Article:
Hydrology and Water Resources: Current Research
Examining the Impacts of Climate Variability and Change on Water Use in the Snake River Basin
- Nathan VanRheenen, CIG and UW Civil Engineering (contact person)
- Richard Palmer, CIG and UW Civil Engineering
- Alan Hamlet, CIG and UW Civil Engineering
In comparison to the remainder of the Columbia basin, southern Idaho's Snake River basin is more highly developed in terms of water extractions (relative to mean streamflow) and at greater risk of experiencing the potential hydrologic effects of climate change.
Our intent with this research is to develop the understanding and capability to predict interactions among water management and climate variability and change in the Snake River basin.
Work is underway to construct a modeling framework that encompasses the complex interactions among climate, irrigation technology, aquifer recharge, and the interconnected groundwater and surface water systems in the Snake River basin. Previous efforts in modeling the trade-offs between power, fish, and irrigation in the Snake River basin have been limited by a variety of factors, including our ability to model groundwater, the detail of the models used for irrigation decisions, and the economic impacts on agriculture.
The model currently being developed, the Snake River Simulation Model (SnakeSim), is a monthly timestep surface and groundwater resources simulation model that incorporates the major projects and operational features of the Snake River basin and simulates the movement and storage of water within the basin given current operational policies. 91.5% (13.3 million acre-feet) of the total storage in the basin is modeled in SnakeSim. The system is shown in Figure 1.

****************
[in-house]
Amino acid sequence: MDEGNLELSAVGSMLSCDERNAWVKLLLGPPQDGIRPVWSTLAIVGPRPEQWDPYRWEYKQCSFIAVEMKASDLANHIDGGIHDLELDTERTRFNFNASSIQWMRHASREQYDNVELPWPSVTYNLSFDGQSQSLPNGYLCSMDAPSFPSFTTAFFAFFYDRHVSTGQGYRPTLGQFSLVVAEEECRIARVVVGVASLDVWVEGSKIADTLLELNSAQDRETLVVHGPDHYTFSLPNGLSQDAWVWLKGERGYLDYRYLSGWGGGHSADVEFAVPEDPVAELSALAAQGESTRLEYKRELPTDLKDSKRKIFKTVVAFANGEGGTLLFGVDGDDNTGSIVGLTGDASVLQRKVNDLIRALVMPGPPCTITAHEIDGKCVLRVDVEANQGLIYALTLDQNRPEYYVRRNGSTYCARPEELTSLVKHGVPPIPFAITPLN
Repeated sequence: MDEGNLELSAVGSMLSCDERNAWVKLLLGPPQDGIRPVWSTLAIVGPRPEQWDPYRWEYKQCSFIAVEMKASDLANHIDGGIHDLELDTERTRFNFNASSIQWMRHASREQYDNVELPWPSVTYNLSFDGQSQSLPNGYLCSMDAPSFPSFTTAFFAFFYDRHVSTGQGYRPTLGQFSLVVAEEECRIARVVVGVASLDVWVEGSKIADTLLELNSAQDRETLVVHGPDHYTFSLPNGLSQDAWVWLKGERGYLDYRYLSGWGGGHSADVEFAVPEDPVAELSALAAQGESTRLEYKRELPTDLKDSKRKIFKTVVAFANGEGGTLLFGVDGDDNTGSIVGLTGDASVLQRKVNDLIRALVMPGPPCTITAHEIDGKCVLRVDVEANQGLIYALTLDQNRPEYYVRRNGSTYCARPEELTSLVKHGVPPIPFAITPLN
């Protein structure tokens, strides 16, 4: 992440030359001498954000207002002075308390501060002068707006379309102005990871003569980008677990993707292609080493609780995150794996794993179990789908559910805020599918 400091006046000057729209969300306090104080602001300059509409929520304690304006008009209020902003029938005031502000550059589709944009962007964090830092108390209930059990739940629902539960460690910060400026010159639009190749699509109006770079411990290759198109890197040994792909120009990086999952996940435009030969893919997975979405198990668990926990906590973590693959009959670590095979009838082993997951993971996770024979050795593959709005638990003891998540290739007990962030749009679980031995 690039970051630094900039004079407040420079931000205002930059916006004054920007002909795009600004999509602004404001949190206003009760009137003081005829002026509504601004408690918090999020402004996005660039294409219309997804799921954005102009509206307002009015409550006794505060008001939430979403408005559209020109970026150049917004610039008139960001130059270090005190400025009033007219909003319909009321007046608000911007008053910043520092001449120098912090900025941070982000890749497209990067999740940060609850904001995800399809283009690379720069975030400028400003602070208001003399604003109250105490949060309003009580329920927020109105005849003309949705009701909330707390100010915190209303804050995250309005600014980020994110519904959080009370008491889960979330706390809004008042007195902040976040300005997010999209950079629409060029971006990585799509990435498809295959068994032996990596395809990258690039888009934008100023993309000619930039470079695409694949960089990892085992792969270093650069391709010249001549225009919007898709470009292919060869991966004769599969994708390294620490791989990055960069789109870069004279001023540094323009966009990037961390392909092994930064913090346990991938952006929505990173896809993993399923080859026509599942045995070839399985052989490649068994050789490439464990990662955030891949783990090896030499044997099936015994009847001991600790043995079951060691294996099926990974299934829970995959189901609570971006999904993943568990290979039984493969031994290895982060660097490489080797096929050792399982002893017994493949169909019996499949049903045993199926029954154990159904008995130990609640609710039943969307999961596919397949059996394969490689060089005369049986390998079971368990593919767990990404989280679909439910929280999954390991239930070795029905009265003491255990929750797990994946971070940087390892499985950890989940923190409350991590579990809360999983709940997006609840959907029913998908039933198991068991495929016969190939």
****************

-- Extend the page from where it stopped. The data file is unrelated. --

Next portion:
The study uses five regional climate change scenarios for 2020 and 2040 developed (using the delta method) from the following global climate simulations:
HadCM2 (“hc”) and ECHAM4 (“mpi”), which characterize well the range of climate changes projected by the four scenarios, are illustrated in Figures 2-4 along with a “composite” scenario (comp), which is an average of the regional changes from all four models.
Ultimately the new Snake River model will be incorporated into the existing ColSim water resources operations model (see Hamlet and Lettenmaier 1999) to allow an integrated investigation of the role of the Snake in the context of the entire Columbia basin.
click image to enlarge
Figure 3 Upper Snake River basin system storage under historical and predicted future climate change conditions.
For publications on climate impacts on Pacific Northwest (PNW) water resources, please see CIG Publications.